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While it may not be quite as good as Pantera's rokkin' debut(eh, Rex?) this album kicks ass. In every sense of the expression. Every riff on this album are anger-fueled creations of heaviness created by none other than the late Dimebag fuckin' Darrell. Need I say anymore? Yes, but the mention of Dimebag Darrell alone should be a good indication that you need this album.
Walk was the first heavy song I'd ever heard. As a young Christian at the time, this very song set me straight for good. You don't hear a riff this heavy and churning(and simple too, but that's beside the pont) in some shitty Christian rock band and it's still one of my favorite riffs today. After I heard this song I purchased the album...and it was the first heavy album I ever bought, serving as an introduction to the great wide world of METAL.
So, of course Dimebag Darrell is the highlight of this album as one of the best metal guitarists to ever walk the earh, at least in my humble opinion. There is a solo in EVERY song in the true heavy metal tradition, as if to remind you that this ain't no acoustic set guitarist...but a pure electric madman. It takes skill to do what Dimebag did on the Pantera albums, and more than what it takes to please a crowd. The second best thing about Pantera is Phil Anselmo. From various television commentaries, I've seen that Phil can be a total dick as a person both on and off stage, but when it comes to being Pantera's frontman Phil does a terrific job. Although he doesn't show off his vocal range as much as he does on Cowboys from Hell with all of the 80s screams and what not, he proves on songs like This Love that he can actually sing....and then tears your speakers apart with a straight up badass voice. It's the only way to describe Phil Anselmo and the album as a whole: badass. Behind the drumkit we have the man, the master Vinnie Paul. This guy strings everything together, providing some righteous back beats to some righteous riffs. Rex is on bass, but we don't hear him as much. He keeps the production thick and meaty, sticking to the drums more than the guitar.
Onto the songs! Rather than outline every song on this album, I'll just rap about the ones I really enjoy and the ones that you, dear reader, should hear right away. This album is a bit of a premature ejaculation with all the good songs stacked at the top and the leftovers trailing after. Pantera is a band with epic songs that you can listen to over and over again....and with other songs that aren't really that great with less memorable parts, and that's why this album received an 85 instead of a full fledged 100. Now, Vulgar Display does not fuck around, it starts off with arguably the best song on the entire CD...Mouth for War. It even has a short intro section much like Cowboys from Hell to sort of psych you up for the badassery that is come. The main riff is great, the kind of riff you hear in a movie when a biker or some sort of rebel is walking down the street. It's not quite a head banging riff, but there's no denying that it commands respect. The chorus is really nice too, and I think that Phil pulls it off really well. I won't waste time explaining how much I love Walk, but this should be the first song you play when you pop in Vulgar Display of Power. My favorite song other than Walk is Fucking Hostile...man, what a kickass song. This *is* a headbanging riff. When Pantera played this live, you got to the pit right away. You don't get anymore metal than Fucking Hostile...a total expression of anger both musically and lyrically. And that solo! It's insane, which proves once more the incredible talent of Dimebag Darrell. Right after this brilliant little thrasher, is This Love. It starts off a little gay, and the song isn't *that* great until the riff of the album. Go to 2:47. This is a riff to raise the dead and it's only followed by another riff that pulverizes you with crushing heaviness. Hell, it's even the riff that Beavis and Butthead hum.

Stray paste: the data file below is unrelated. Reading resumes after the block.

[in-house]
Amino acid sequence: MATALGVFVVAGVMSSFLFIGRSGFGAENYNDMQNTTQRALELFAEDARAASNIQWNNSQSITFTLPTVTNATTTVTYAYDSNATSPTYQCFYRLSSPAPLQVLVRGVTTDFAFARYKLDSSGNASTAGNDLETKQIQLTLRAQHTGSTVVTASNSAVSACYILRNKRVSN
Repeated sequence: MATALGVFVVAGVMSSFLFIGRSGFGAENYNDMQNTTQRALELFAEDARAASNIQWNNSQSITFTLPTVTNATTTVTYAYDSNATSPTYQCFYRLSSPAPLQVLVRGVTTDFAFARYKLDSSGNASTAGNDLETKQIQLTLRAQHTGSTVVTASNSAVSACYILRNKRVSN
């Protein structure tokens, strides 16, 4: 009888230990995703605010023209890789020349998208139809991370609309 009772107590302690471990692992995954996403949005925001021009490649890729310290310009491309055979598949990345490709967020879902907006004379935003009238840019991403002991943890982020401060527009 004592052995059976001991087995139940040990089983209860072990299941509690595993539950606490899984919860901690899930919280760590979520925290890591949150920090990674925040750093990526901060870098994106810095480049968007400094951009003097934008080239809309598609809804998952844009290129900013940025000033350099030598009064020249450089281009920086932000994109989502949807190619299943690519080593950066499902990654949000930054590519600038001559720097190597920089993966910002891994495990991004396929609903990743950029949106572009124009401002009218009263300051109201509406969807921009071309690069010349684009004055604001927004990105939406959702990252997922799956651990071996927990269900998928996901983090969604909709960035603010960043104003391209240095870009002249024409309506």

Well, that's it kids. Vulgar Display of Power. In summary this is one of the finer pieces of metal from the early 90s in my opinion. Riding the line between groove metal and trash and influencing band after band who heard the band as I did...as an amazing work of heavy music and indisputably badass.